# How to find left child and right child using an array implementation

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I took my second exam in Data Structures. There was a question that I could not understand. I recall it was worth 2 points so it should have been straightforward.

It say something similar like: If a binary tree was implemented using an array implementation. In Java A[0] retrieves the first element in the array. How do I retrieve the left and right child?

I did not want to leave the question blank so I wrote A[0.leftchild] and A[0.rightchild].

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The question is about how you would implement a binary tree, using a regular 1D array as the storage area for the nodes.

For example, given an array of 7 nodes, you could define the left/right child relationships between the nodes like in this image:

e.g. the root node is at 0, it's left child is at 1 and right child at 4. The node at 1 has it's left child at 2 and right child at 3. The node at 4 has it's left child at 5 and right child at 6. The nodes at 2/3/5/6 are leaf nodes.

The examiner wanted you to write out a formula that would take a node index as input (and probably also the tree depth/array size as an input too), and produce the left/right node indices as output.

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The question is about how you would implement a binary tree, using a regular 1D array as the storage area for the nodes.

For example, given an array of 7 nodes, you could define the left/right child relationships between the nodes like in this image:

e.g. the root node is at 0, it's left child is at 1 and right child at 4. The node at 1 has it's left child at 2 and right child at 3. The node at 4 has it's left child at 5 and right child at 6. The nodes at 2/3/5/6 are leaf nodes.

The examiner wanted you to write out a formula that would take a node index as input (and probably also the tree depth/array size as an input too), and produce the left/right node indices as output.

Why is the left child is at 1 and the right child is at 4 given a root node at 0? Why not make the left child at 1 and right child at 4? Would there be an issue? The left and right child are far apart in the array given a node at 0. But at node 1 and node 4 the children are close together in the array.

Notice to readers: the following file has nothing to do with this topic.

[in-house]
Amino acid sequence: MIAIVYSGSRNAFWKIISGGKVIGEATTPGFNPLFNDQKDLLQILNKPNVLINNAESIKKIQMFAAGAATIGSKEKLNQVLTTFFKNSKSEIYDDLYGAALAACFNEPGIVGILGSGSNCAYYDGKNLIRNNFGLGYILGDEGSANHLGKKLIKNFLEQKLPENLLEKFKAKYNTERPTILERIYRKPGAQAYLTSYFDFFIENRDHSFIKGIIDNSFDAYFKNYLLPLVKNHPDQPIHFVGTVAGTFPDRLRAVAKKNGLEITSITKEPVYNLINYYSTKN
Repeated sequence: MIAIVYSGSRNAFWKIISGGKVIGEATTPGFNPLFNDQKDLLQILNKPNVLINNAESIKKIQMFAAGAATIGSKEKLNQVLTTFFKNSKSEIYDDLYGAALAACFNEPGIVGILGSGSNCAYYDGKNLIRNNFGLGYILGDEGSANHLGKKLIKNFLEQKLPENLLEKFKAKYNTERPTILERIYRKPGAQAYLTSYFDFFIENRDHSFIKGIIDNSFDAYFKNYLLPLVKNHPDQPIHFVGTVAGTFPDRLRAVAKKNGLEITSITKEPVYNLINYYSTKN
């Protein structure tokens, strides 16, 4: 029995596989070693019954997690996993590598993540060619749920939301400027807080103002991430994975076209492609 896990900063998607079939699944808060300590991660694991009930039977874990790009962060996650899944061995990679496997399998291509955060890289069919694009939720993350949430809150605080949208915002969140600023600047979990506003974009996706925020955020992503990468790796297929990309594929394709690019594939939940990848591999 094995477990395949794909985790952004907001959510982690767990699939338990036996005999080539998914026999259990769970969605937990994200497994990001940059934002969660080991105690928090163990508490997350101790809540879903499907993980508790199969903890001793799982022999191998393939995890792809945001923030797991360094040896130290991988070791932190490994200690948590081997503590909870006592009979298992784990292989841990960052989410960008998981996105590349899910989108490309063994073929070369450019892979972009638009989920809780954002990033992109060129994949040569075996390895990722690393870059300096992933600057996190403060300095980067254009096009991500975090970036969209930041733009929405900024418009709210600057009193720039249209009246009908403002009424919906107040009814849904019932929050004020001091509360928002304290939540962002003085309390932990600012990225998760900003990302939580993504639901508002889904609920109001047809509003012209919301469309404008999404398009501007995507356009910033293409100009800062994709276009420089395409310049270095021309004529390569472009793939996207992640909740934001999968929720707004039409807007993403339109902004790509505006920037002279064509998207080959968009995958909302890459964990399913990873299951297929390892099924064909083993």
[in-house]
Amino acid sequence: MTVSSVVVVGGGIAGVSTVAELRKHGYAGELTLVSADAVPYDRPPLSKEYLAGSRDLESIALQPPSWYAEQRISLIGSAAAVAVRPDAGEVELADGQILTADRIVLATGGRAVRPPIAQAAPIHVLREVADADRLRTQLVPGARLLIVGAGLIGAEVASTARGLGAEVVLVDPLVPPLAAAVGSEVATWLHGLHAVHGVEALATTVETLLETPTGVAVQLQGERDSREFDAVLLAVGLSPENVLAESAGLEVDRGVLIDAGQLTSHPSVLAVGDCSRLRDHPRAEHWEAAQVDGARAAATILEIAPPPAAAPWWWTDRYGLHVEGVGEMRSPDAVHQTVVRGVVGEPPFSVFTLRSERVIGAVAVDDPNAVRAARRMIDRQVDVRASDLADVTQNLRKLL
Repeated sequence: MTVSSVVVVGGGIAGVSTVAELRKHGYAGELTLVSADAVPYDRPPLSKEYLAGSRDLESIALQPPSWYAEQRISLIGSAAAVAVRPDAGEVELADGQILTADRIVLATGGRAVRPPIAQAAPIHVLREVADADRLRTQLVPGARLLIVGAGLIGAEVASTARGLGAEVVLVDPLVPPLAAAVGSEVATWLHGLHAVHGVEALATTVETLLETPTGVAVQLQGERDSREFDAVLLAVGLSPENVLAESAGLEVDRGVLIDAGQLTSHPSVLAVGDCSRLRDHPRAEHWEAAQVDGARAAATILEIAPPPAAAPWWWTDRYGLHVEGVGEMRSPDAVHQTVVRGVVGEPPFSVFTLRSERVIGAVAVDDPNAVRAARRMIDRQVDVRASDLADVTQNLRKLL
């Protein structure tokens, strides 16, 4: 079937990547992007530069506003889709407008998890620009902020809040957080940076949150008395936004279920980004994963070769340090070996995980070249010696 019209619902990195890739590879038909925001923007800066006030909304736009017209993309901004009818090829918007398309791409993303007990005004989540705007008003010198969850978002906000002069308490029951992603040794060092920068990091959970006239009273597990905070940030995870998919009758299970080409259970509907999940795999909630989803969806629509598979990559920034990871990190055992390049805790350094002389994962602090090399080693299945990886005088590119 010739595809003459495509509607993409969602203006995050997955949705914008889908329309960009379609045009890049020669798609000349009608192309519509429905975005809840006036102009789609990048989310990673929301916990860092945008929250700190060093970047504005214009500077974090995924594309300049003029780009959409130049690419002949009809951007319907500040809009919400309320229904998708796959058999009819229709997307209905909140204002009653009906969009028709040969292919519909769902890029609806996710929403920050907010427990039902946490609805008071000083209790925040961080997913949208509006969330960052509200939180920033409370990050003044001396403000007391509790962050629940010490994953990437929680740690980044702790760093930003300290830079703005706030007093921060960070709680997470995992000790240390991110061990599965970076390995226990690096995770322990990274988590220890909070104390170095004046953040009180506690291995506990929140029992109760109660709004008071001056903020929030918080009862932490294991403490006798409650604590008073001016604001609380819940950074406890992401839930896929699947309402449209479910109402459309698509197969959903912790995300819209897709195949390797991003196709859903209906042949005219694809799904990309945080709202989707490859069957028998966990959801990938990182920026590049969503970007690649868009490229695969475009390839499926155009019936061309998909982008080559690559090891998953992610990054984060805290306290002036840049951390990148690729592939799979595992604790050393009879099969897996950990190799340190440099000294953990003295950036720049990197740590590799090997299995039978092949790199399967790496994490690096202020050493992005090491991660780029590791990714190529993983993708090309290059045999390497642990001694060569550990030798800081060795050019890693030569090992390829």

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Alvaro has the right answer. I assume it is supposed to be a heap structure, since that is expandable (to as many nodes deep as you wish) in a straightforward manner.

Hodgman's method requires moving nodes if an extra level in the tree hierarchy is added.

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In a binary tree, the left and right child of an index are 2n+1 and 2n+2.

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Why is the left child is at 1 and the right child is at 4 given a root node at 0? Why not make the left child at 1 and right child at 4? Would there be an issue? The left and right child are far apart in the array given a node at 0. But at node 1 and node 4 the children are close together in the array.

The picture was just an example of mapping the nodes of the tree to different array indices. I deliberately didn't post a real formula so you could still learn it by yourself

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Why is the left child is at 1 and the right child is at 4 given a root node at 0? Why not make the left child at 1 and right child at 4? Would there be an issue? The left and right child are far apart in the array given a node at 0. But at node 1 and node 4 the children are close together in the array.

The picture was just an example of mapping the nodes of the tree to different array indices. I deliberately didn't post a real formula so you could still learn it by yourself

Ah I see so there is multiple solutions to this then. Thanks for not posting a real formula!

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